BREWER | INFLUENCER - @ISBEERACARB
Get to know Megan ...
Megan, can you briefly walk us through your story – how you started and how you got to where you are today.
My interest in beer piqued in 2015 on the east coast when I worked at a craft beer-centric restaurant. It was an obligatory military move to Delaware that landed me my first job at a brewery, Dogfish Head. My interest became a passion and I decided I wanted to brew. I started reading everything I could and learning how to home-brew. Eventually, I brewed my first beer at Dogfish, and I began as an intern at a small local brewery called Mispillion River. Unfortunately, my internship was cut short by another military move. This time to Southern California. From there, I went to Refuge in Temecula, then Mikkeller, then Modern Times. My brewing career and experience has led me to amazing opportunities, including getting to brew and consult in Panama. I am currently brewing and managing back on the east coast (temporarily) at DuClaw. In November, I will spend three weeks in London brewing for Laine where I will also put on a festival celebrating diversity in beer. Afterwards, I will be back in my home in San Diego!
Great, so let’s dig a little deeper into the story – has it been an easy path overall and if not, what were the challenges you’ve had to overcome?
Brewing is a male-dominated industry and at times, I feel like I am very much reminded of that fact. There is still a lot of sexism in this field, even in 2019. I strive to make beer a more approachable thing for women, and for them to feel welcome in the community whether it’s as a consumer, brewer, or someone in sales.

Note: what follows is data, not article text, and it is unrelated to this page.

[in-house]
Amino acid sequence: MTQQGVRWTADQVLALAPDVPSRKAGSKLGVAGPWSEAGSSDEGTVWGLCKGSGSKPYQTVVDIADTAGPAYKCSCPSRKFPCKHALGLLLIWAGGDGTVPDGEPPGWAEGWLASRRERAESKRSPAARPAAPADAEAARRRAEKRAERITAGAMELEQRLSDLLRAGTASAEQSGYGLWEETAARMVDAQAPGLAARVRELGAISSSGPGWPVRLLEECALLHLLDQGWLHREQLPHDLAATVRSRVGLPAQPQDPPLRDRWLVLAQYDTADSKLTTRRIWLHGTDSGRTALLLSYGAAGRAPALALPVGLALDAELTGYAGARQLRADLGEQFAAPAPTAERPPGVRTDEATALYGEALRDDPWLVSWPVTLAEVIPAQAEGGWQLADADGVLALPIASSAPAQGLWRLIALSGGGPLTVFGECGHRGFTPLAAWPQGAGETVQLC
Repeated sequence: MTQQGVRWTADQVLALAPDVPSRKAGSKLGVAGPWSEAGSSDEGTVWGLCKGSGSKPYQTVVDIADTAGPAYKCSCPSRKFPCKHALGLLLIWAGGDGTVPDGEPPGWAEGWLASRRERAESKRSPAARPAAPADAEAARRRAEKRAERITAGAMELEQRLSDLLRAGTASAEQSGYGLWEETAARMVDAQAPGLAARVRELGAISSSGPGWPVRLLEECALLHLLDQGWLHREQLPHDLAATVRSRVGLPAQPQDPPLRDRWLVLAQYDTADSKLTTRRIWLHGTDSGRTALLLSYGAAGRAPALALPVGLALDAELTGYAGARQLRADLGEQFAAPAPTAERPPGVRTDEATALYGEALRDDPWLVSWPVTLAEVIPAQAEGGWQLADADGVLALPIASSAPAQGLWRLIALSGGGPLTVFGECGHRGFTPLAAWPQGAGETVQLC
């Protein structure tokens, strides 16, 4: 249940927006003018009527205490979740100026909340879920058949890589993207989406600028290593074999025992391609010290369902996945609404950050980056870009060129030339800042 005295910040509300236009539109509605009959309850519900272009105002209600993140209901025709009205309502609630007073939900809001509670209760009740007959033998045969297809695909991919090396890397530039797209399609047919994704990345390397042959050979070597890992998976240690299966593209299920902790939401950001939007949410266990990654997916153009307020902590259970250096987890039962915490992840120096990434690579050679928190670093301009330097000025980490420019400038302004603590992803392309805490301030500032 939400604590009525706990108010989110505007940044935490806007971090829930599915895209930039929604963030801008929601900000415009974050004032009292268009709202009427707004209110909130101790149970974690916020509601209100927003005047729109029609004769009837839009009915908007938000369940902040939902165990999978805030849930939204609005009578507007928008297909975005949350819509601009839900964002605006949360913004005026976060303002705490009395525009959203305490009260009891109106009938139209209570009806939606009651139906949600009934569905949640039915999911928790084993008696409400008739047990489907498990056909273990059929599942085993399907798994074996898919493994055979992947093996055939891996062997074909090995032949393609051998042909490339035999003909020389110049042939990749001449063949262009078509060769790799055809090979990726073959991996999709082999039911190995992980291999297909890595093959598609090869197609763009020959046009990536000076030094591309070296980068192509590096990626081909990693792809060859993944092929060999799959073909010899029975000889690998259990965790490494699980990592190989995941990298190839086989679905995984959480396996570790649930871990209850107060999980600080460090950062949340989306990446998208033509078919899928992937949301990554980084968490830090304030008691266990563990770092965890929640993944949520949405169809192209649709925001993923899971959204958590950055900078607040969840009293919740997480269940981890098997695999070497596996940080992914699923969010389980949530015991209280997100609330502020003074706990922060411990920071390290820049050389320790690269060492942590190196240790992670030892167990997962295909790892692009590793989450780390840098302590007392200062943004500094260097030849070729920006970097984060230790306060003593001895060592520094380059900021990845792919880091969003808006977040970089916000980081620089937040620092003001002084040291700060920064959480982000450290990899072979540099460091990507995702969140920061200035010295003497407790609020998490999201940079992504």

I have dealt with a lot of mansplaining, condescending remarks, I’ve been told to smile more, or that mistreatment is “in my head”. I have also been paid less than my male coworkers. Some of whom are less experienced or had been at that job for a lesser period of time. My advice for women is to find a place that treats you with respect. Speak up when a line is crossed. As far as getting into a brewery in the first place, persistence is key. Keep showing up and asking about that job, and prove that you’re worth the hire by your enthusiasm and willingness to learn.
What should we know about Is Beer a Carb? What do you do best? What sets you apart from the competition?
I’m currently working as a brewer/brewery manager and consultant. In my professional life, I work hard to produce quality beer that I am proud of. Most people don’t understand how much effort goes into making beer. It’s a very physical job involving chemistry, problem-solving, and about 95% of it is cleaning.
I believe the two things I am known for would be the fact that I’m a woman in beer, and that I’ve worked at a few of the most highly rated breweries in the country. I’ve spent time working and learning at multiple breweries of all sizes and with different types of equipment. This experience has launched somewhat of a consulting career for me. I have seen a lot of things done well, and even more mistakes. I’ve combined this knowledge into best practices of sorts and have begun helping new or struggling breweries.
I also consider myself a traveling beer blogger and an advocate for diversity in beer. I initially created my Instagram to connect with others in the industry, and never imagined my account would be so interesting to people. I think what sets me apart is being a gay woman in beer. It’s a male-dominated industry that contains a lot of sexism. More women are getting involved in the production of beer these days which is awesome! I didn’t plan on being a voice for women, it just kind of happened. I had to publicly stand up for myself enough and it made me realize (sadly) how necessary it is. I hope that I can continue to make this industry a more welcoming and accepting place for all types of people. The way I see it when diversity exists the more collaborative effort there is to create some amazing things.
Looking back on your childhood, what experiences do you feel played an important role in shaping the person you grew up to be?
I grew up with an older brother and a father who were very supportive of me. I feel like having supportive male figures in my life made me feel comfortable navigating a male-dominated industry where other women might feel intimidated.